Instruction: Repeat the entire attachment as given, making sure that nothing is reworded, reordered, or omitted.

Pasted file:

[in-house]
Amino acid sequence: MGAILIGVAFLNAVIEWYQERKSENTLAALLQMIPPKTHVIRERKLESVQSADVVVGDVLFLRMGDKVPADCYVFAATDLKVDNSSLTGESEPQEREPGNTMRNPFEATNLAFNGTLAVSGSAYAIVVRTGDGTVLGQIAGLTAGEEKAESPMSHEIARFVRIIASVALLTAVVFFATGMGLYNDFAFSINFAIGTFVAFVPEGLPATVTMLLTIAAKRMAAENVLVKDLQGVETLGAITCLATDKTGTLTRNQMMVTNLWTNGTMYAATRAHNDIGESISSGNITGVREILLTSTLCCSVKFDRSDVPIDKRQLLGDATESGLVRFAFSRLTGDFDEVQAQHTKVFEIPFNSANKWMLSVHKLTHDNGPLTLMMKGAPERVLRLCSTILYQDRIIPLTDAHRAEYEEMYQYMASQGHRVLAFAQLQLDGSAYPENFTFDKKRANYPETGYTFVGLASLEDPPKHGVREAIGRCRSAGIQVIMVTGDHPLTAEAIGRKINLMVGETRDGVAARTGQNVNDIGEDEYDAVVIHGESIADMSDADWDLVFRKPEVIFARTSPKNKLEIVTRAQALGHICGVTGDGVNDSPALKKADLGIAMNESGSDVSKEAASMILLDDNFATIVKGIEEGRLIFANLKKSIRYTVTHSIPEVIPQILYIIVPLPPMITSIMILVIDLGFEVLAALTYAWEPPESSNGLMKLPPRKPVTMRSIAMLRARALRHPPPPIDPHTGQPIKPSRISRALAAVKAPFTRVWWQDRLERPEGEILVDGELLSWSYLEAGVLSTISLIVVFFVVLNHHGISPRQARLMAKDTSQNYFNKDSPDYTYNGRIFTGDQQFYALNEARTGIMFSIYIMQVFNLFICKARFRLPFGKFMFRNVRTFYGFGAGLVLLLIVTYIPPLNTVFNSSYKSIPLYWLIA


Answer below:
[in-house]
Amino acid sequence: MGAILIGVAFLNAVIEWYQERKSENTLAALLQMIPPKTHVIRERKLESVQSADVVVGDVLFLRMGDKVPADCYVFAATDLKVDNSSLTGESEPQEREPGNTMRNPFEATNLAFNGTLAVSGSAYAIVVRTGDGTVLGQIAGLTAGEEKAESPMSHEIARFVRIIASVALLTAVVFFATGMGLYNDFAFSINFAIGTFVAFVPEGLPATVTMLLTIAAKRMAAENVLVKDLQGVETLGAITCLATDKTGTLTRNQMMVTNLWTNGTMYAATRAHNDIGESISSGNITGVREILLTSTLCCSVKFDRSDVPIDKRQLLGDATESGLVRFAFSRLTGDFDEVQAQHTKVFEIPFNSANKWMLSVHKLTHDNGPLTLMMKGAPERVLRLCSTILYQDRIIPLTDAHRAEYEEMYQYMASQGHRVLAFAQLQLDGSAYPENFTFDKKRANYPETGYTFVGLASLEDPPKHGVREAIGRCRSAGIQVIMVTGDHPLTAEAIGRKINLMVGETRDGVAARTGQNVNDIGEDEYDAVVIHGESIADMSDADWDLVFRKPEVIFARTSPKNKLEIVTRAQALGHICGVTGDGVNDSPALKKADLGIAMNESGSDVSKEAASMILLDDNFATIVKGIEEGRLIFANLKKSIRYTVTHSIPEVIPQILYIIVPLPPMITSIMILVIDLGFEVLAALTYAWEPPESSNGLMKLPPRKPVTMRSIAMLRARALRHPPPPIDPHTGQPIKPSRISRALAAVKAPFTRVWWQDRLERPEGEILVDGELLSWSYLEAGVLSTISLIVVFFVVLNHHGISPRQARLMAKDTSQNYFNKDSPDYTYNGRIFTGDQQFYALNEARTGIMFSIYIMQVFNLFICKARFRLPFGKFMFRNVRTFYGFGAGLVLLLIVTYIPPLNTVFNSSYKSIPLYWLIA